2. Definition of top-down principles and strategy: The first step involves setting top-down guidelines and aligning and anchoring them with the overall corporate strategy.
  3. Identification of the business service framework and prioritisation: Successful completion of the first step is followed by documentation of the business service framework and prioritisation of services from an operational resilience perspective.
  4. Resource mapping: In this further step, the IT resources, data, people, suppliers, buildings and processes are allocated to the prioritised business services.
  5. Definition of KPIs, tolerance limits, scenarios and measures: Once resources have been allocated to business services, measurable KPIs and associated tolerance levels are defined. This is followed by the definition of scenarios and mitigation measures.
  6. Implementation, integration and reporting; cultural anchoring: Now comes the final step, namely the implementation and integration of the defined measures into existing company guidelines. Regular reporting must be set up and anchored in the corporate culture.
  7. Test: To ensure that the implementation of the operational resilience requirements has been successful, test scenarios must be defined and the defined measures tested.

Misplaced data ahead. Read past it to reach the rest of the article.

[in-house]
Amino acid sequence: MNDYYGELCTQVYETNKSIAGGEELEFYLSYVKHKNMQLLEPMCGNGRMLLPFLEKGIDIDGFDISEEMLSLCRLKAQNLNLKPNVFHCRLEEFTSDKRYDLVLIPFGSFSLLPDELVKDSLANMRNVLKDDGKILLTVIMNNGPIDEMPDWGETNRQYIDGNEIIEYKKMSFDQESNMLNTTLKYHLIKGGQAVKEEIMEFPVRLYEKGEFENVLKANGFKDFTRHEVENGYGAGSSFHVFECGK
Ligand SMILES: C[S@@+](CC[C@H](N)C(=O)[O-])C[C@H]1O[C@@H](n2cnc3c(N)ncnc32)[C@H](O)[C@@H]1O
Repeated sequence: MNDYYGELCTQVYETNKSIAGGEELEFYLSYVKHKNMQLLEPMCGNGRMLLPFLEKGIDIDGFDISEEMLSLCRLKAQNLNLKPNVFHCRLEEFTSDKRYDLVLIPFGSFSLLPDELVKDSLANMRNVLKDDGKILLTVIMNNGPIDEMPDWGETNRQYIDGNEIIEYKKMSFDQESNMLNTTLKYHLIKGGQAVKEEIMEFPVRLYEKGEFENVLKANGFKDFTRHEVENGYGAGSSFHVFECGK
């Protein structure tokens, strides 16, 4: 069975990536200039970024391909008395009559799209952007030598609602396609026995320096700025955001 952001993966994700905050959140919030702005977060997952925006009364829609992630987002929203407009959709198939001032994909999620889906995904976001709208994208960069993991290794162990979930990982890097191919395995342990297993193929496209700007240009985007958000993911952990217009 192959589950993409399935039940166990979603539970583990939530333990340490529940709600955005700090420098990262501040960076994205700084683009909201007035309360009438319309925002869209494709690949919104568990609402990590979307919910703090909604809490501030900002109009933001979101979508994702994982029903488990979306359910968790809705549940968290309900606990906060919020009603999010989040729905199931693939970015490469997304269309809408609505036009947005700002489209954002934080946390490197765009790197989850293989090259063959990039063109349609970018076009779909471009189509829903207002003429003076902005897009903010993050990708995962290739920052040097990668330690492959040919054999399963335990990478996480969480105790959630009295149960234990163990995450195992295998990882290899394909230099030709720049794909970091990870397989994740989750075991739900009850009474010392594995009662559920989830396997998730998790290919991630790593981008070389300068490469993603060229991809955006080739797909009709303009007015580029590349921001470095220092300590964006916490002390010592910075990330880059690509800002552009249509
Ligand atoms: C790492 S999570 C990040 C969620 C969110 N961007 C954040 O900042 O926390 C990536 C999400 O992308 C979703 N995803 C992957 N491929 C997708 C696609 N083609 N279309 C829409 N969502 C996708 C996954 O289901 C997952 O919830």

Challenges in implementing operational resilience

From our point of view, there are particular challenges that need to be considered and overcome during implementation, including:

  • There is often a lack of clear responsibilities at management level for regulatory safety issues.
  • Building a clear business service framework can be difficult. Often this clear external front-to-back view with clear responsibilities does not exist.
  • The definition of clear, unambiguous service responsibilities (single ownership) for the identified and prioritised business services must be found.
  • Identifying critical business services and mapping them to existing processes, applications, IT infrastructures and service providers is often complex.
  • The definition of practicable and measurable KPIs, especially the definition of measurable tolerance limits, as well as the implementation of a corresponding reporting, is a challenge, taking into account existing capacities.
  • Operational resilience is not implemented on a greenfield basis, but must be linked and coordinated with existing disciplines (BCM, ITSCM, cybersecurity, IKK, etc.).

KPMG supports you with a lot of experience, know-how and a structured approach to meet these challenges and successfully implement the new requirement.